The Second Vatican Council’s Declaration on the Relationship of the Church to Non-Christian Religions was promulgated fifty years ago, on 28 October 1965. Michael Barnes SJ explains why the process of Nostra Aetate’s development is as important as the text itself. ‘Perhaps more than any other document, and despite its obvious weaknesses, it encapsulates the extraordinary outpouring of the Spirit that characterised the Council’.
I sit down to write this article fifty years to the day after the bishops of the Catholic Church voted on the text of Nostra Aetate, Vatican II’s celebrated Declaration on the Relationship of the Church to Non-Christian Religions. The shortest of the Council’s documents, it marks an extraordinary experience of real learning on the part of the Church.
What did the Church learn then – and what does Nostra Aetate inspire today? Since those heady days many people of faith have come to see the Declaration as a magna carta for dialogue and have responded with generous and open statements of their own. In 2008 an initiative of the Anglican Communion, Generous Love, structuring mission in a pluralist world around a Trinitarian vision, acknowledged its debt to Nostra Aetate. In 2000 over 150 Jewish scholars and rabbis published Dabru Emet, a series of statements about what Jews and Christians hold together. In 2007 Muslim scholars responded to Pope Benedict’s ill-fated Regensburg lecture with A Common Word, a much longer meditation on the theme of the love of God that unites Muslims and Christians.
But what about the Declaration’s effect on the Catholic Church itself? Nostra Aetate’s amazingly prophetic imperatives to Catholics to ‘encourage, preserve and promote’ the spiritual values of other religions have certainly raised the profile of interreligious dialogue from a niche concern for a few specialists to something that everyone is expected to do – and can do. Dialogues of common life and common action flourish as people get to know and appreciate their neighbours. What is often called the dialogue of spiritual experience is more muted – and controversial; yet plenty of people are deepening their faith by reading the texts of other religions, and even learning how to meditate by using yoga or Buddhist practices. The dialogue of theological exchange is yet more difficult – and not just because Nostra Aetate left so much unsaid. In a thoroughly pluralist age, in which the curse of bad religion seems to outweigh the blessings of the good, the Declaration reads at best like a few worthy statements of the obvious, at worst a patronising summary of rich and complex sources of ancient wisdom. It would, however, be an enormous mistake to dismiss Nostra Aetate as a bland bit of 1960s optimism. Perhaps more than any other document, and despite its obvious weaknesses, it encapsulates the extraordinary outpouring of the Spirit that characterised the Council.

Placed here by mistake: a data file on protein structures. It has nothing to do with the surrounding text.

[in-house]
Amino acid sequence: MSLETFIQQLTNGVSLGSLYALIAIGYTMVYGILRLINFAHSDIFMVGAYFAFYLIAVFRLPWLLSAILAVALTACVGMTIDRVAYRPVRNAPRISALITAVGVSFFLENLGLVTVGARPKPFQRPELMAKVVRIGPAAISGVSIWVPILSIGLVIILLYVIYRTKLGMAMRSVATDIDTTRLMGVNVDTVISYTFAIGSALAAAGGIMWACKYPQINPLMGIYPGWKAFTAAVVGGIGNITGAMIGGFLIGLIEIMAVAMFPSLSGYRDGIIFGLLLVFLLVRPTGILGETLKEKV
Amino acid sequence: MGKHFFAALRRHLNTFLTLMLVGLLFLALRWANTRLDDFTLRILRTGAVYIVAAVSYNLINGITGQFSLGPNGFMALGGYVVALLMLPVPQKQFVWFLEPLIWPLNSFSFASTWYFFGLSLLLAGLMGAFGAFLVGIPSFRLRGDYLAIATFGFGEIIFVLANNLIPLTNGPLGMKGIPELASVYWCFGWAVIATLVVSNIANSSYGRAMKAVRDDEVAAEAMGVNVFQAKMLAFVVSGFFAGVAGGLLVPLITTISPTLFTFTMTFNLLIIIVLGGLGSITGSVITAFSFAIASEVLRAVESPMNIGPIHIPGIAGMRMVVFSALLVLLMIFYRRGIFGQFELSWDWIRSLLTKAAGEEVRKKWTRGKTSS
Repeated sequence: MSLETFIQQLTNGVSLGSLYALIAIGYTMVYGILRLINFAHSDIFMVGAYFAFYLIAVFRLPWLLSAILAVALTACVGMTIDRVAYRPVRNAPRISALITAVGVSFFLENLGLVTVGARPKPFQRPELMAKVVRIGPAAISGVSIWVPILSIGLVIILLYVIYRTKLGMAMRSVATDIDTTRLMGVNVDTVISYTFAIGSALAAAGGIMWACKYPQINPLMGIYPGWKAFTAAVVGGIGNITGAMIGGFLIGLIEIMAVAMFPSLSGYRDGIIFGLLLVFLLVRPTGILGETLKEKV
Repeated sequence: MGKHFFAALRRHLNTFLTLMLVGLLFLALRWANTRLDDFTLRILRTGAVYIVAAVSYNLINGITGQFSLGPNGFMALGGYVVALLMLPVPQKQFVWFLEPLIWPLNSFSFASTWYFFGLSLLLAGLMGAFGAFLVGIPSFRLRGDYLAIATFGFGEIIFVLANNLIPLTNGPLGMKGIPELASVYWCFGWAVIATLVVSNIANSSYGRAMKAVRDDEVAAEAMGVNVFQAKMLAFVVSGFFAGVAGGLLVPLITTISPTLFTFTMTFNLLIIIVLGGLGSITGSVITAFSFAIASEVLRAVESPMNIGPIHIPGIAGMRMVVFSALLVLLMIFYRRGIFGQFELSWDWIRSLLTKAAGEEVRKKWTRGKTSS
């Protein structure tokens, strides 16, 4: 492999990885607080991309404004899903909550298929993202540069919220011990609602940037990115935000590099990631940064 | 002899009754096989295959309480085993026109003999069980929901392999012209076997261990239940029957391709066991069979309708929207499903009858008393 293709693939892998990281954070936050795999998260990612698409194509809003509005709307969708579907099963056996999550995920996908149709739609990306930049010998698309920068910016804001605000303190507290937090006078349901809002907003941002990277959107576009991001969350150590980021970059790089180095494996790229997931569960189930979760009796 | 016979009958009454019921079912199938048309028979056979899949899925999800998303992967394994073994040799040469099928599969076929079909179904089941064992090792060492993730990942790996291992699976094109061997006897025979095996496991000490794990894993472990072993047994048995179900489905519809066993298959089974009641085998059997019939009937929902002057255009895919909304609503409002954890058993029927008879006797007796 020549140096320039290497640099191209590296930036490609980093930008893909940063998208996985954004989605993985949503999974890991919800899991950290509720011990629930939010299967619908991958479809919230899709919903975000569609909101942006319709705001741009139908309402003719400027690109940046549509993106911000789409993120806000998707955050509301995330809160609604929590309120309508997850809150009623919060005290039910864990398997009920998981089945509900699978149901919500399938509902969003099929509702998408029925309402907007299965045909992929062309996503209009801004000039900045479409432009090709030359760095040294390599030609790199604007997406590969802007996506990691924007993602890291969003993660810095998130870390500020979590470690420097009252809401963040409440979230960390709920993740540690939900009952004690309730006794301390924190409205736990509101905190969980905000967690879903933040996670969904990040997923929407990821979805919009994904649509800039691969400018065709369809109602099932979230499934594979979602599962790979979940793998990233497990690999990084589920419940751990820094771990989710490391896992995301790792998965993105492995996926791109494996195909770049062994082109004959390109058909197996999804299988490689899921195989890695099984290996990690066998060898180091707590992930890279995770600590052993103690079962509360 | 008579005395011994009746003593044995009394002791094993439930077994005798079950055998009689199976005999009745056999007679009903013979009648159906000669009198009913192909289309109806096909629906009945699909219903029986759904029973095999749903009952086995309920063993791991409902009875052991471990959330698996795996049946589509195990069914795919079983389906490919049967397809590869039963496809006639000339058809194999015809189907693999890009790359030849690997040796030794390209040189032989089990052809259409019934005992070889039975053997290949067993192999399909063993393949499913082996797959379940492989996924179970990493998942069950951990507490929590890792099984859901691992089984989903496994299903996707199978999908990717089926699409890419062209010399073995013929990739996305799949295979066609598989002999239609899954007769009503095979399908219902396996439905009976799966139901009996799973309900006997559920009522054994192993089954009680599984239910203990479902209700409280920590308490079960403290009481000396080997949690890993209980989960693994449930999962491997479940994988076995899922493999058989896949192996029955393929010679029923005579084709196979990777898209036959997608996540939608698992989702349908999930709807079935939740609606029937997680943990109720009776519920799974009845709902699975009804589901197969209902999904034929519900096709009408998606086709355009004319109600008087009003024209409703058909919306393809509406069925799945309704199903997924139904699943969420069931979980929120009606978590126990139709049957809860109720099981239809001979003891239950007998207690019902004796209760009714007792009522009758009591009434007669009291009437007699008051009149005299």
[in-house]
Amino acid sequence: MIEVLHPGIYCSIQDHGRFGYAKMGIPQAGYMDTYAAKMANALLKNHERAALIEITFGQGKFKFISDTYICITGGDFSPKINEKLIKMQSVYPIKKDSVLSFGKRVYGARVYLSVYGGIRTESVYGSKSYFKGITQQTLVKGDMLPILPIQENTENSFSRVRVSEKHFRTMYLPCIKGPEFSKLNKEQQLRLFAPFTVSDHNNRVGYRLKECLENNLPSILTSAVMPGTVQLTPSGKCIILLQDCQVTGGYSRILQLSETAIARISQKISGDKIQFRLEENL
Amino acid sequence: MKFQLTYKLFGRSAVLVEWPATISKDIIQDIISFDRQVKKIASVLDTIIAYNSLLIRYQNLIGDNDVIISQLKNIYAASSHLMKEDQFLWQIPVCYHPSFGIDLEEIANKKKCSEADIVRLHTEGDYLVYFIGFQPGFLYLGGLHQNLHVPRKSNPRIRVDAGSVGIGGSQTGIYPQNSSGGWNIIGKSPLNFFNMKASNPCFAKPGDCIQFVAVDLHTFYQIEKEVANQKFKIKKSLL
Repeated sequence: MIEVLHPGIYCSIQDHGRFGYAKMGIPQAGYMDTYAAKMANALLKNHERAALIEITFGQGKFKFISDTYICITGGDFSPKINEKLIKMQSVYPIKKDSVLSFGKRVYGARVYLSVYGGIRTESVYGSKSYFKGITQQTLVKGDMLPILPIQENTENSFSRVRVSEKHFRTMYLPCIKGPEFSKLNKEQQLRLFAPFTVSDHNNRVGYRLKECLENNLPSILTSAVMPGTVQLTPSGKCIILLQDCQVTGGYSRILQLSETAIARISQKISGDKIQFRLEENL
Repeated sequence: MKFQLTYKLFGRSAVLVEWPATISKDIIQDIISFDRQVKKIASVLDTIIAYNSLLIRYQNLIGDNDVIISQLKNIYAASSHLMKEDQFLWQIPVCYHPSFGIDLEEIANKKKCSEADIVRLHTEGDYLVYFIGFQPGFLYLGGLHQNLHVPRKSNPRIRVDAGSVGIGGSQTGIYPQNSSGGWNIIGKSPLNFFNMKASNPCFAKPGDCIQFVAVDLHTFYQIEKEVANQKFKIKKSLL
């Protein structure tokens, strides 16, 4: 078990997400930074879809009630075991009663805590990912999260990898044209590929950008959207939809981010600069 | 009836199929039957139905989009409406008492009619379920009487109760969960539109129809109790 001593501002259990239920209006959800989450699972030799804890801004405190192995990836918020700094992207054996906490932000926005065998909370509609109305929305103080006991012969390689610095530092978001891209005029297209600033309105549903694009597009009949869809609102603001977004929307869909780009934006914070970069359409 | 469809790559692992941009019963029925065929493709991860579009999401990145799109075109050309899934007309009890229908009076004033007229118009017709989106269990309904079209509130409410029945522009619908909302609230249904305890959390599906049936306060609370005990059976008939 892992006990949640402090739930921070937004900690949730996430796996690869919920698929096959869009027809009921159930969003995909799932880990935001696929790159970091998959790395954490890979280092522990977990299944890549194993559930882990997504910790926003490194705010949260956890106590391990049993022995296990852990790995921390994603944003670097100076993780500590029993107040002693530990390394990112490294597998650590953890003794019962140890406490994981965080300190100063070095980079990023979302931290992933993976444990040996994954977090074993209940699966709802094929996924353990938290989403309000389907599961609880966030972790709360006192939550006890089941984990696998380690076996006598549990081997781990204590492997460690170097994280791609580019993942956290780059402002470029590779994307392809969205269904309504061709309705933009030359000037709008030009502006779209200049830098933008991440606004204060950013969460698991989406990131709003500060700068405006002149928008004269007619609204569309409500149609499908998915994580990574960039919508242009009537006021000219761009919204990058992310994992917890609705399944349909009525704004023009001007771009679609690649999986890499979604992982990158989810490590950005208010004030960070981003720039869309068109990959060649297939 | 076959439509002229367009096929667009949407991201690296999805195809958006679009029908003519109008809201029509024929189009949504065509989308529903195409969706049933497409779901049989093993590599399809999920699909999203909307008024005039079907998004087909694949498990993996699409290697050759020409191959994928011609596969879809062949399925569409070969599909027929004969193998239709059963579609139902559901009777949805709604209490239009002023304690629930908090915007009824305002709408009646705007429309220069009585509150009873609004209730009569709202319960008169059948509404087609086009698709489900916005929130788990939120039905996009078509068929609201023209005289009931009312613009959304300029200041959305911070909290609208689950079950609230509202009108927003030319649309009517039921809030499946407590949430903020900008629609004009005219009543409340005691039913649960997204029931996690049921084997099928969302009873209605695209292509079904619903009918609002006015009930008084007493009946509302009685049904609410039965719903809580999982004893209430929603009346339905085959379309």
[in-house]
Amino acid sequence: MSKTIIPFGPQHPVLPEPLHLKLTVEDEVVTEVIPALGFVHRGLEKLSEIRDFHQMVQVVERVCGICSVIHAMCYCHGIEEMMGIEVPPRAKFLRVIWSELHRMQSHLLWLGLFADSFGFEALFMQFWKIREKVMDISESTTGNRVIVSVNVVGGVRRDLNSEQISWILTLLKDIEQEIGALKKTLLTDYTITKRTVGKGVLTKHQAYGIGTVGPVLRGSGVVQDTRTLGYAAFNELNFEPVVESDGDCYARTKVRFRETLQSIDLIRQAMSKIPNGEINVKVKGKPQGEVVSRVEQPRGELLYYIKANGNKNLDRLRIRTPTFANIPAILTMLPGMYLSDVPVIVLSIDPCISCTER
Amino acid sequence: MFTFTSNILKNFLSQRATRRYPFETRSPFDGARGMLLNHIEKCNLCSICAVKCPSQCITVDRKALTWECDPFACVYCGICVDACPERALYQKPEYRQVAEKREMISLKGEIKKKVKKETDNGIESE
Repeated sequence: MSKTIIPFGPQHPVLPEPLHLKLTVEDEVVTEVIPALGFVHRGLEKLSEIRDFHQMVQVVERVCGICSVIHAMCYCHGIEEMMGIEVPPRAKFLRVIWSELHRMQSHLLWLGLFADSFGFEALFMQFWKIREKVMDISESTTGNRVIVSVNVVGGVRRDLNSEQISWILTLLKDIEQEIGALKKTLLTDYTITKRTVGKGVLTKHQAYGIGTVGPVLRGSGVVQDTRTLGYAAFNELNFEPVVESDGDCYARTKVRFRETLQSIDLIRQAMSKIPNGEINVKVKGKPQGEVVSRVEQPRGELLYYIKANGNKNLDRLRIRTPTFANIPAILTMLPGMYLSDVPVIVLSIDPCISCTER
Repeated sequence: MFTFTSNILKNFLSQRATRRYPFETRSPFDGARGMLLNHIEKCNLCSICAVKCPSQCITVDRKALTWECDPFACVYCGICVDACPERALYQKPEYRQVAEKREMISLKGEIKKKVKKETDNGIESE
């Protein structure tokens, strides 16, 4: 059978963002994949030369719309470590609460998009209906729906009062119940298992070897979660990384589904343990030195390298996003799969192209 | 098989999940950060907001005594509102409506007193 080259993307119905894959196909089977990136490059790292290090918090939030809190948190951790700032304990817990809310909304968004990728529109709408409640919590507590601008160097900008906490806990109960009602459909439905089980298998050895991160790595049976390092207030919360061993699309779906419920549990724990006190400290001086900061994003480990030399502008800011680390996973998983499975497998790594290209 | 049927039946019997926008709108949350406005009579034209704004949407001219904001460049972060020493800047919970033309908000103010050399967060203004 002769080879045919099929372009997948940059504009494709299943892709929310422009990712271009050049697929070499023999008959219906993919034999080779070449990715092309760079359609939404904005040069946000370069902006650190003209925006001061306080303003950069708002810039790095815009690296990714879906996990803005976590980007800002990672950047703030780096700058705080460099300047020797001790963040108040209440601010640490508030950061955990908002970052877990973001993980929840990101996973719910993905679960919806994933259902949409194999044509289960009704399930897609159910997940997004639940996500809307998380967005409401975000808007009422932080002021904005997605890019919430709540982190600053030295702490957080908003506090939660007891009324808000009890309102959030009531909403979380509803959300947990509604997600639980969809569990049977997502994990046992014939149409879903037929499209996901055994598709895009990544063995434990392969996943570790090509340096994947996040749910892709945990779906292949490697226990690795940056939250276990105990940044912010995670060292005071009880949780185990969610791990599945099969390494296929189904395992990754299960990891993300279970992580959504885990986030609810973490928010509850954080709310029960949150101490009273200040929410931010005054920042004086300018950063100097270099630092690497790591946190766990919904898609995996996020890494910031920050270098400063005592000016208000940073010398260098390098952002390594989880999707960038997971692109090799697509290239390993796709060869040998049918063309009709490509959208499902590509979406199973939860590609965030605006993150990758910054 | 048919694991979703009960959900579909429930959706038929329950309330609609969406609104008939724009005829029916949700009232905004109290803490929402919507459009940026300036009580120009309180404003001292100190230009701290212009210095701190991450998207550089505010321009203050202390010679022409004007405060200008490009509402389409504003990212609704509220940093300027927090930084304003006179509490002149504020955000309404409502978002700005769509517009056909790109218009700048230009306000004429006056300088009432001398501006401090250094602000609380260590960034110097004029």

In this article I make no apologies for telling the ‘Nostra Aetate story’ again because stories of deep transformation always bear repetition. The fact that it also records another side of the Council – a debate with a sharp political dimension, hammered out at times in the full glare of media publicity – only adds to the significance of the lesson that Nostra Aetate continues to teach people of good will everywhere, both inside and outside the Church.